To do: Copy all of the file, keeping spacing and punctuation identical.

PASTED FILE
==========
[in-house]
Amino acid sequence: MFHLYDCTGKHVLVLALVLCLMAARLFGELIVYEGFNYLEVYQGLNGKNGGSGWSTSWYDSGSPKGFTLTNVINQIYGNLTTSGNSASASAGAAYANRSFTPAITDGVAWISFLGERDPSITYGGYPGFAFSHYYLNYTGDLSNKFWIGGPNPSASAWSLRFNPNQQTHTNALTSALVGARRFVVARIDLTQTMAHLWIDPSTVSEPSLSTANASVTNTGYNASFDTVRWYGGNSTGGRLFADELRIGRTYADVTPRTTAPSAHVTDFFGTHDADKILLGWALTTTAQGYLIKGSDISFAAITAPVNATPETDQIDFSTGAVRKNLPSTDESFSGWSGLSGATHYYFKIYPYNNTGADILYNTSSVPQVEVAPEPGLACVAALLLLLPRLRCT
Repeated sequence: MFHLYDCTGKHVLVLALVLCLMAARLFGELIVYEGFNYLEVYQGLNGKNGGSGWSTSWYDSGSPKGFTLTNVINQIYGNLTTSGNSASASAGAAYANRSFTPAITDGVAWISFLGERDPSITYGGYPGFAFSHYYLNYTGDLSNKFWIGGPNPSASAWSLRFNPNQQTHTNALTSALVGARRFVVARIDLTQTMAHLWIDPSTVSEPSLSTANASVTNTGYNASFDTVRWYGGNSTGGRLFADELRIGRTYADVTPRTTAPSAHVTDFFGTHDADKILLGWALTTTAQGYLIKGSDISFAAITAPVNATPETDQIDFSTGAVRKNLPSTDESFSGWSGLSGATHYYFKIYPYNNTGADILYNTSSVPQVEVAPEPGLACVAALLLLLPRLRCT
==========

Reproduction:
[in-house]
Amino acid sequence: MFHLYDCTGKHVLVLALVLCLMAARLFGELIVYEGFNYLEVYQGLNGKNGGSGWSTSWYDSGSPKGFTLTNVINQIYGNLTTSGNSASASAGAAYANRSFTPAITDGVAWISFLGERDPSITYGGYPGFAFSHYYLNYTGDLSNKFWIGGPNPSASAWSLRFNPNQQTHTNALTSALVGARRFVVARIDLTQTMAHLWIDPSTVSEPSLSTANASVTNTGYNASFDTVRWYGGNSTGGRLFADELRIGRTYADVTPRTTAPSAHVTDFFGTHDADKILLGWALTTTAQGYLIKGSDISFAAITAPVNATPETDQIDFSTGAVRKNLPSTDESFSGWSGLSGATHYYFKIYPYNNTGADILYNTSSVPQVEVAPEPGLACVAALLLLLPRLRCT
Repeated sequence: MFHLYDCTGKHVLVLALVLCLMAARLFGELIVYEGFNYLEVYQGLNGKNGGSGWSTSWYDSGSPKGFTLTNVINQIYGNLTTSGNSASASAGAAYANRSFTPAITDGVAWISFLGERDPSITYGGYPGFAFSHYYLNYTGDLSNKFWIGGPNPSASAWSLRFNPNQQTHTNALTSALVGARRFVVARIDLTQTMAHLWIDPSTVSEPSLSTANASVTNTGYNASFDTVRWYGGNSTGGRLFADELRIGRTYADVTPRTTAPSAHVTDFFGTHDADKILLGWALTTTAQGYLIKGSDISFAAITAPVNATPETDQIDFSTGAVRKNLPSTDESFSGWSGLSGATHYYFKIYPYNNTGADILYNTSSVPQVEVAPEPGLACVAALLLLLPRLRCT